23. L. Marie says:

    62 years old, Second Marriage for 23 years, and I have very little money. He didn’t change, I miss-read the early “signs”. He is, always been, and will always be an abuser. The OJ type if you know what I mean. Always trying to control me and everyone close to him. We are certainly candidates for a “murder / suicide” case, with me being the victim. God help us. I can’t list the numerous times the abuse occur (just verbal) but I can say this “I can’t handle it anymore”. Now when the abuse start I get a headache, my vision become blurred and I start shaking out of control. I feel so beat up by this man but I have no place to go. He suffers with a lot of medical problems Heart attack, Colon cancer, Kidney failure, Blind in one eye and I feel like I should be here to support him but he makes it so hard.
    He has a lot of friends and plays cards with them every week. He hates my family (Hell, he hates his family) He don’t want me to socialize with anyone but the grand kids. I do anyway, but he don’t like it. Now he wants me to tell them not to call me because it bothers him when they call. (just crazy) I mostly keep all of this to myself. Its embarrassing to share. Second marriage, 62 years old, no money and being abused. I searched for this website because I needed to vent. I hope its okay. Thank you for reading this.

  24. Mike says:

    Please help. I am divorced once and now have a girlfriend with a child and she verbally abusives me everyday. I don’t want to leave because my last divorce the kids suffered so bad. I don’t know what to do. Anybody know of a national support group.

  25. Try the NDVH at They can point you in the right direction.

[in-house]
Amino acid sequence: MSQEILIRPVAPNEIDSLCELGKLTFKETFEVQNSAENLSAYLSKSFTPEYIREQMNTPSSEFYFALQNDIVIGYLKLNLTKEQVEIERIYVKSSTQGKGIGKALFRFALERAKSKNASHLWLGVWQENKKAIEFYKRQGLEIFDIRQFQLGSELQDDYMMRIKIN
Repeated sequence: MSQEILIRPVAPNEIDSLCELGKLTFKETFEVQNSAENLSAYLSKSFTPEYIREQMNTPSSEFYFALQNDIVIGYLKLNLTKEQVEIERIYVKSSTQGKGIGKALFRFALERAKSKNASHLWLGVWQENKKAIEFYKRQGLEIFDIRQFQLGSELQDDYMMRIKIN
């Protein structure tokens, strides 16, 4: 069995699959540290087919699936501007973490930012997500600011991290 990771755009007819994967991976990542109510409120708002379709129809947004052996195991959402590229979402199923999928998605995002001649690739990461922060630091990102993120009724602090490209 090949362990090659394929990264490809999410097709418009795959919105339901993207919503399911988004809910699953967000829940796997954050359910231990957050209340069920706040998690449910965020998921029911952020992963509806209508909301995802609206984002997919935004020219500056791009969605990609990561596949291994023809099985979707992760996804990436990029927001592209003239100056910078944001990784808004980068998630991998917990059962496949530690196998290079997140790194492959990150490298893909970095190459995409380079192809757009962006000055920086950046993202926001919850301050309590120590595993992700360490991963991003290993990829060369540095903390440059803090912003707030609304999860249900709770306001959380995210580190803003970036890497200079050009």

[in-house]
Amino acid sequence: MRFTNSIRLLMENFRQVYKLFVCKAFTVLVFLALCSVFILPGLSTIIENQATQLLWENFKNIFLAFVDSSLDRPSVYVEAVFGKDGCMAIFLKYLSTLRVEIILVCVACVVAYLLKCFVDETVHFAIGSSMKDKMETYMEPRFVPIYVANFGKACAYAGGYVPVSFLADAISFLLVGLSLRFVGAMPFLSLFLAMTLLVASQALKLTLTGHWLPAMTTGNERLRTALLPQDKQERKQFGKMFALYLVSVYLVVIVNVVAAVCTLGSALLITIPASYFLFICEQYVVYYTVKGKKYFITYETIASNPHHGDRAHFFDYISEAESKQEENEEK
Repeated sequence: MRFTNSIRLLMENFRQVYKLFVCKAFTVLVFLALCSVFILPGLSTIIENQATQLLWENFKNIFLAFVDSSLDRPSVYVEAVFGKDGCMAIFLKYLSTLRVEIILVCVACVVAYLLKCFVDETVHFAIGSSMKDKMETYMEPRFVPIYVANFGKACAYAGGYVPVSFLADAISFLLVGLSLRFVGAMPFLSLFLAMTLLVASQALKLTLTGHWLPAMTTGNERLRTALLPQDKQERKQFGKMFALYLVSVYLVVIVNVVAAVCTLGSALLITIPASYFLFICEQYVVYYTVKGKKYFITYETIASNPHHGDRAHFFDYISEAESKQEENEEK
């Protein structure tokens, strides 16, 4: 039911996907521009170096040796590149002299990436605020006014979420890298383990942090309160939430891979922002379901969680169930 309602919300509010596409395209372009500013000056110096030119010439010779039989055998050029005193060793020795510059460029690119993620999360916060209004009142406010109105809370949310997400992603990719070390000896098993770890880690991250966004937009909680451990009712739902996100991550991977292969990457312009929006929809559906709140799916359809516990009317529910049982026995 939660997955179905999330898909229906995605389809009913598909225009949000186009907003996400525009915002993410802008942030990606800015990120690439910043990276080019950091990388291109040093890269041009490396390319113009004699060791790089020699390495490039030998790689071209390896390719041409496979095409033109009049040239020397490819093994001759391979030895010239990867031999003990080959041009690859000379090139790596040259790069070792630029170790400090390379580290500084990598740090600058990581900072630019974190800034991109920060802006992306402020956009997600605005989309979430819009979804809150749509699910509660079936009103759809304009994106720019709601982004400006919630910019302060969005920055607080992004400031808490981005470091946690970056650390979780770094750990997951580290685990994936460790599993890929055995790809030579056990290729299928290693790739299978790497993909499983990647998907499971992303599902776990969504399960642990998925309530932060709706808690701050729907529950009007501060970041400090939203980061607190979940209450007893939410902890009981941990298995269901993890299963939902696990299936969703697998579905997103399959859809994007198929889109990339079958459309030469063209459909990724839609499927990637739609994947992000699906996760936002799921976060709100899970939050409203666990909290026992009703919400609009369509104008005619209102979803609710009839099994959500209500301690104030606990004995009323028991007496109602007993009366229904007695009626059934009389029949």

26. I’m so glad you’re leaving! You don’t deserve that abuse. Your story paints a perfect picture of how a woman uses whatever pull she can to keep control of her spouse. And, just as it is with male abusers, she physically assaults you and then threatens you not to tell.

    You’re right – there’s not a lot of support for male victims of domestic violence. Visit the NDVH anyway at and either chat online or call them. If nothing else, you’ll gain validation for your experience. I think one of your best advisors would be an attorney – not for your mental health so much as what you can and shouldn’t do on your way out the door.

    Find a therapist experienced in abuse and control to help guide you and put your mind back together.

    I found support in Al-anon. My ex did drink, but the abuser controls and manipulates in basically the same way as a “mean drunk.” Al-anon is for men and women, and they allow you to share only what you want to share. If it helps, your wife’s “fits” would be similar to another wife’s “drunken behavior.”

    Don’t go to anyone who your wife speaks to – not clergy, kids’ teachers, whatever. You don’t need anyone backdooring you or undermining you. Reconnect with your family if you can, and reach out to old friends OF YOURS.